So, you recently realized you are a white passing latinx and have no idea what to do with that information?
Look, being born light skinned is not inherently bad, it doesn’t automatically convert you into this evil person, but it does allow you to have people around perceive you differently, and almost always, that perception is skewed in our favor. You will see people like you on TV, you will feel represented, you will have people praising your tone, your eyes, your hair, your looks, you WILL HAVE MORE PEOPLE THINKING YOU’RE BEAUTIFUL BASED JUST ON YOUR SKIN COLOR, you will automatically be assumed to be in a higher power position/upper class, you will be assumed to be educated, people will be nicer to you. These are a few basic things, that you KNOW are true, every White Passing Latinx has been through at least one of those, every single one has seen the contrast of perceptions and interactions of someone light skinned and someone dark skinned. Don’t lie, you’ve seen it, you’ve lived it.
Now, being a WPL does not make you immune to racism or colorism within your own culture or in others. Your experiences as a WPL won’t ever be erased nor have lesser meaning, they will still be very valid, because even though you might look ‘white’, you aren’t, you’re just passing as one. Now, I’m talking about the experiences that you get for being as a POC, not those experiences that stem from the benefits you gain as a privileged person. It is very important to understand that while you can occasionally be a victim of discriminating circumstances, they aren’t as common and as bad as our dark skinned counterparts. We will never experience the whole discriminating force as them.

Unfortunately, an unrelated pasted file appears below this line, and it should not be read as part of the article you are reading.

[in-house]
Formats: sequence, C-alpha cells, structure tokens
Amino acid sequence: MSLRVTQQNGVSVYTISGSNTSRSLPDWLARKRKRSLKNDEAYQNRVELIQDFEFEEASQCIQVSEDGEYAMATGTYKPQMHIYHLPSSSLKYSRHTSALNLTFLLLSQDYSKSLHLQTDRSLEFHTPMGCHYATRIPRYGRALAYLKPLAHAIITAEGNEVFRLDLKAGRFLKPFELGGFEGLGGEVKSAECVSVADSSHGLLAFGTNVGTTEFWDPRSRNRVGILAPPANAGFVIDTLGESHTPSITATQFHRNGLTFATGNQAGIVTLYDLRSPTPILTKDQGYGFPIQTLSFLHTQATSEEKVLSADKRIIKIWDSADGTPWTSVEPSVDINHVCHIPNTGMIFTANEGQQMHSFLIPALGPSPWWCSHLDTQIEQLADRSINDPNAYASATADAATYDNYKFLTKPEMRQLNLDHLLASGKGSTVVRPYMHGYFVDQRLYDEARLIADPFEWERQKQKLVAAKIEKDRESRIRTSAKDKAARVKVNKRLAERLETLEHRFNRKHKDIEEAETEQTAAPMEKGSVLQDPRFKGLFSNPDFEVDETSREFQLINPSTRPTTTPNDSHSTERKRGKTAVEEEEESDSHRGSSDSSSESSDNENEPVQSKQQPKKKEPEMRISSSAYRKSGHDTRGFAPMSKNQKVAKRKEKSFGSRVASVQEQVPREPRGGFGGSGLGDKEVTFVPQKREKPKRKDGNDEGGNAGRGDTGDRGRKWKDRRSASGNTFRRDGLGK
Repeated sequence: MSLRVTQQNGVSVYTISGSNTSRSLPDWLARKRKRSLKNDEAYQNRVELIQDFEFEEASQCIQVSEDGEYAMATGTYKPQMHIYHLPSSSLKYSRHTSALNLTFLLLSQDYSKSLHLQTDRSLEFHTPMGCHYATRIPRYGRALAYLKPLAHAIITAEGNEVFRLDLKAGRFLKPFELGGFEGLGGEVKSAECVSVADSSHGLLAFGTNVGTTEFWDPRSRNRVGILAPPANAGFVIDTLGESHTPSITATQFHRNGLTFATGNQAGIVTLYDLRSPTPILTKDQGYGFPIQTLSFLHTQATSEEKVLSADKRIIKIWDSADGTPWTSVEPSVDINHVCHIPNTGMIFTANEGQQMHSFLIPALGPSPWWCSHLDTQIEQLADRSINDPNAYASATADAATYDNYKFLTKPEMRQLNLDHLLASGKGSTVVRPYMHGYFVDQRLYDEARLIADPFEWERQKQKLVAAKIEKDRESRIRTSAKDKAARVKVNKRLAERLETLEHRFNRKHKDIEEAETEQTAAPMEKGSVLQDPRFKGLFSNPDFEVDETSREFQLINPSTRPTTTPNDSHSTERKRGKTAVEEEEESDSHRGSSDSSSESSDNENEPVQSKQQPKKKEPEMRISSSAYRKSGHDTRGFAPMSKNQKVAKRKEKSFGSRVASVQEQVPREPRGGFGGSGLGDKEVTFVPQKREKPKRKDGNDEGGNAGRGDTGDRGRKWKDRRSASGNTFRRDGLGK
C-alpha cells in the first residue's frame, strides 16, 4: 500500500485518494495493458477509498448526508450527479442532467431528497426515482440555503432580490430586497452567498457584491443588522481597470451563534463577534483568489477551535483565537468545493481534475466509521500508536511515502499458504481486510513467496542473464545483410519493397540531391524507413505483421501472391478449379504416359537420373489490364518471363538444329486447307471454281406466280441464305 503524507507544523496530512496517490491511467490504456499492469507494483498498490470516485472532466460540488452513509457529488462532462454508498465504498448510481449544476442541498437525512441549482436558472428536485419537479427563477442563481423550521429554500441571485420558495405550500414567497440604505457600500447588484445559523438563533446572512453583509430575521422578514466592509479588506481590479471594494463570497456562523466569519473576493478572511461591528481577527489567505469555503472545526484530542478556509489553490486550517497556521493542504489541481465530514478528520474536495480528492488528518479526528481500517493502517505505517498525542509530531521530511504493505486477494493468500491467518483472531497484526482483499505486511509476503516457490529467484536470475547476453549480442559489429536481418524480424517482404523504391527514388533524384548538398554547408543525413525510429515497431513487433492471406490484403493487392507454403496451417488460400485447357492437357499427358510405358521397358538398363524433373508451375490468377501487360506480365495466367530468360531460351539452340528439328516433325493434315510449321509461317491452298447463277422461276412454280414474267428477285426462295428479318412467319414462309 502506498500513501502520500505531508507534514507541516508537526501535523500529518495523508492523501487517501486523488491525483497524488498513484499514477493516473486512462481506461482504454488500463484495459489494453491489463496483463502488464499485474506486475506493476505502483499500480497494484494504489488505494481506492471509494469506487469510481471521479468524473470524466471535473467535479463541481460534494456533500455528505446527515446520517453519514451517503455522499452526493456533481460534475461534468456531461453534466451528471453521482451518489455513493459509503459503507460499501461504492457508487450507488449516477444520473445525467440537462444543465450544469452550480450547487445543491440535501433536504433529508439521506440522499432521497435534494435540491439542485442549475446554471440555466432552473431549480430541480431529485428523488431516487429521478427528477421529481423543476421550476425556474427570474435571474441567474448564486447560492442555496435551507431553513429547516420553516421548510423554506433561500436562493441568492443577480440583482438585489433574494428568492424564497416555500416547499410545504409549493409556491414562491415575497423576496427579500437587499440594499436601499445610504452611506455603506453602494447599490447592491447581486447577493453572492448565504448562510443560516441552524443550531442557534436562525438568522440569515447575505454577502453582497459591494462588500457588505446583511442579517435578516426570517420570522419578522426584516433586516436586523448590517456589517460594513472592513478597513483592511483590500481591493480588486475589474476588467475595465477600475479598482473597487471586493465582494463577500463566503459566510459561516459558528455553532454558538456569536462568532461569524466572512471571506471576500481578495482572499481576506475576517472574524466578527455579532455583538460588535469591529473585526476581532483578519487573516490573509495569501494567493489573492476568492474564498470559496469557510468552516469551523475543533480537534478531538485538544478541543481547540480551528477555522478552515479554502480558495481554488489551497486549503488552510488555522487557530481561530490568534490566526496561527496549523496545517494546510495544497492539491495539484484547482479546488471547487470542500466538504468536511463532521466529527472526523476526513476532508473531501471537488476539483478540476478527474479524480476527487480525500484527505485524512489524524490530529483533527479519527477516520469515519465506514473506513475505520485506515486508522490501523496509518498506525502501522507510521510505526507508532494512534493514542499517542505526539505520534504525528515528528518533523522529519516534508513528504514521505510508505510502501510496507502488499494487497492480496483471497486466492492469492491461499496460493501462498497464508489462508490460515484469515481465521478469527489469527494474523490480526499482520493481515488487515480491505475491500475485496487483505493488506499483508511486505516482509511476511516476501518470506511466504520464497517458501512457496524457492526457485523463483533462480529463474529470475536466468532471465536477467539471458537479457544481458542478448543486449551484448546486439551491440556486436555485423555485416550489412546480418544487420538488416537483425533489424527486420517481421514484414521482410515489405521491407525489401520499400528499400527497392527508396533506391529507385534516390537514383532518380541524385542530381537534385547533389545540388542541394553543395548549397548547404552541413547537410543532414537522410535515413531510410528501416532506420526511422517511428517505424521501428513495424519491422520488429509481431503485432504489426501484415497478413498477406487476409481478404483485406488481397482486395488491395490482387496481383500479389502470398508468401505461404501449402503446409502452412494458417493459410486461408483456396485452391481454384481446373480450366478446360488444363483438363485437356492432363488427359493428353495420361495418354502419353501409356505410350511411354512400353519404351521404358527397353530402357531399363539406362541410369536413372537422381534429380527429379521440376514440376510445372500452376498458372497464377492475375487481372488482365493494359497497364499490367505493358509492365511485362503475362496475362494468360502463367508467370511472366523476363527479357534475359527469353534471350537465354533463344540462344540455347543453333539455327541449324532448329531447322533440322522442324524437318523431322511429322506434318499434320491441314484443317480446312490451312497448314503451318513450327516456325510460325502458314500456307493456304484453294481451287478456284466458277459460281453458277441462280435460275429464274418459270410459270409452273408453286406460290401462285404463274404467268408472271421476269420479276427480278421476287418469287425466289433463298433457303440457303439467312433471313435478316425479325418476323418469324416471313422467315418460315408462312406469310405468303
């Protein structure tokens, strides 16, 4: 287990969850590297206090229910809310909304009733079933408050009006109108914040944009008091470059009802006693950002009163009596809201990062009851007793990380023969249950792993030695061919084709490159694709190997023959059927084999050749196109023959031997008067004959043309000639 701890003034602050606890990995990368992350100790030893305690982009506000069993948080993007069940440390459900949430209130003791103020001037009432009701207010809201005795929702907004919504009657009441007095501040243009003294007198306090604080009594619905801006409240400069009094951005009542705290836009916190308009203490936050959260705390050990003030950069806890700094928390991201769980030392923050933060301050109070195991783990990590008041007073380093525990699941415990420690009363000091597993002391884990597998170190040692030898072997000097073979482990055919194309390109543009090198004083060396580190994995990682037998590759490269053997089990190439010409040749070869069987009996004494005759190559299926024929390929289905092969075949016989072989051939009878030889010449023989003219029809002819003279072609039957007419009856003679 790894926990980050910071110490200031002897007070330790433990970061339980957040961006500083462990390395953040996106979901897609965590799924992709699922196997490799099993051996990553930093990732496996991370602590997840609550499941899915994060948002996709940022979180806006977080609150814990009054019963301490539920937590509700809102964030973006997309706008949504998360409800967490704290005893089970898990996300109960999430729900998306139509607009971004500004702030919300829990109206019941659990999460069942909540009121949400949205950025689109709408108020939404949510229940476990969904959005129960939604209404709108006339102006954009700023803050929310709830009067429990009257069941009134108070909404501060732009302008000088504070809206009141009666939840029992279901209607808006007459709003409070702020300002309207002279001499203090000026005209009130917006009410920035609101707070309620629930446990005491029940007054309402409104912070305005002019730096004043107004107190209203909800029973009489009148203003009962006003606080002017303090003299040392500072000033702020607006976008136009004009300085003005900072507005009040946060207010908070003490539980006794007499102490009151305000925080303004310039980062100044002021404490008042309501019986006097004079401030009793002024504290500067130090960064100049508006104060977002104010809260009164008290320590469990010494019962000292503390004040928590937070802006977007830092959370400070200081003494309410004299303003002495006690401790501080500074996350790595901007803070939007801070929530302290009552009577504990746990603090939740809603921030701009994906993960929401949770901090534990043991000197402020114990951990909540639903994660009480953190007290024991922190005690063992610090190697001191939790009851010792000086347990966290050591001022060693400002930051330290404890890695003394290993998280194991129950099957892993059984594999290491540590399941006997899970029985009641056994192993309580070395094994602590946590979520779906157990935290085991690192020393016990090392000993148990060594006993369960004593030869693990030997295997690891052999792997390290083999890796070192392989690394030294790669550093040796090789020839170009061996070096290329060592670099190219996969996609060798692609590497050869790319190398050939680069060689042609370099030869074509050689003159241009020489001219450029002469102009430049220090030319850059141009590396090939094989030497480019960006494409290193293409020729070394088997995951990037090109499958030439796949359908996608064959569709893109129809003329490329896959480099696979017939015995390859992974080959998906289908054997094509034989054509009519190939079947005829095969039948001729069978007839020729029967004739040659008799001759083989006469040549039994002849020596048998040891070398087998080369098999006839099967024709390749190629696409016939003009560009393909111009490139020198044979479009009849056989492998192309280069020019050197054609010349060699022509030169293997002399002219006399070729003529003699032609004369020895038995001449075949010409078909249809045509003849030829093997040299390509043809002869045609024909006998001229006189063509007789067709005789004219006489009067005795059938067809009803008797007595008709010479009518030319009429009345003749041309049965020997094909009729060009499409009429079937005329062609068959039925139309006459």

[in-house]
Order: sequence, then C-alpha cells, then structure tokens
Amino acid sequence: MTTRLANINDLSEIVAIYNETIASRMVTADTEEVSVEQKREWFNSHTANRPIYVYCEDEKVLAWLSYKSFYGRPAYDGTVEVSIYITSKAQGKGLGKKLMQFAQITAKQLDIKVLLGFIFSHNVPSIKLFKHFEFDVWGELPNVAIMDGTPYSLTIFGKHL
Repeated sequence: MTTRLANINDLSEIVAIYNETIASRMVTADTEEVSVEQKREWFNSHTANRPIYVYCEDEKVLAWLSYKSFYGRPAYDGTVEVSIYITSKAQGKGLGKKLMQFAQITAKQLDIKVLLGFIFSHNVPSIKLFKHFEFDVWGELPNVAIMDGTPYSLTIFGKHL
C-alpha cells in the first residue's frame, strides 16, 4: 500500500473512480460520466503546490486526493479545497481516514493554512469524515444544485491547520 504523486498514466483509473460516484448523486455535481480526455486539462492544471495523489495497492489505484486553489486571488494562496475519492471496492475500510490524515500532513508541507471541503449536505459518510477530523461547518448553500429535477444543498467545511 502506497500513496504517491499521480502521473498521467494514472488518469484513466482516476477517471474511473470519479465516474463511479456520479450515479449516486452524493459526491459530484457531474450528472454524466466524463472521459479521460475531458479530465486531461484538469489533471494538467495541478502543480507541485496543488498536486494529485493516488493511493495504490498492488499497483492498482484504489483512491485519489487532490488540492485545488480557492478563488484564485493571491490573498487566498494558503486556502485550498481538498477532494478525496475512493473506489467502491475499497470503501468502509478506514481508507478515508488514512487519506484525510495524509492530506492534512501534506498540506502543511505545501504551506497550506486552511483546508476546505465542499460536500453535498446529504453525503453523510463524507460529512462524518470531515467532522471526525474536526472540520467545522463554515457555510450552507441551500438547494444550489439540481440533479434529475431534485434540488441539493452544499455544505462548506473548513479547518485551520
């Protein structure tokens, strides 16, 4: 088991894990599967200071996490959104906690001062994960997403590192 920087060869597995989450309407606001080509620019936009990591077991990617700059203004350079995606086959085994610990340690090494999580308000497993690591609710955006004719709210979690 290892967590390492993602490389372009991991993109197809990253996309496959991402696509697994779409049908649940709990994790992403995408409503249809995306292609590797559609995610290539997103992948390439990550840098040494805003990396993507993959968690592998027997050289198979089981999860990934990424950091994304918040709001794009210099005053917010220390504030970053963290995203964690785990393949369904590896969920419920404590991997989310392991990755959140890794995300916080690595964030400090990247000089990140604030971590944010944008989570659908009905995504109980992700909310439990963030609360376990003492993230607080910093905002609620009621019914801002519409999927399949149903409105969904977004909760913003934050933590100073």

Also important to know that, yes, your experiences as a WPL are part of the Latin American narrative regarding racism and colorism, we are part of our own country’s history and culture. BUT, said narrative shouldn’t revolve around our experiences. We are not the ones in imminent need of any rectifying actions. We are not the vulnerable ones here. In fact, we are the ones still perpetuating problematic behaviors. THIS IS IMPORTANT, WHITE PASSING LATINXS ARE PIECES OF SHIT. I say this as a white passing Mexican, I’ve seen very fucked up shit from WPL (I was one of those until very recently, but I’m trying). WE are the ones who should be using our privilege to call out other people who continue to oppress others and benefit from a system that’s really unbalanced.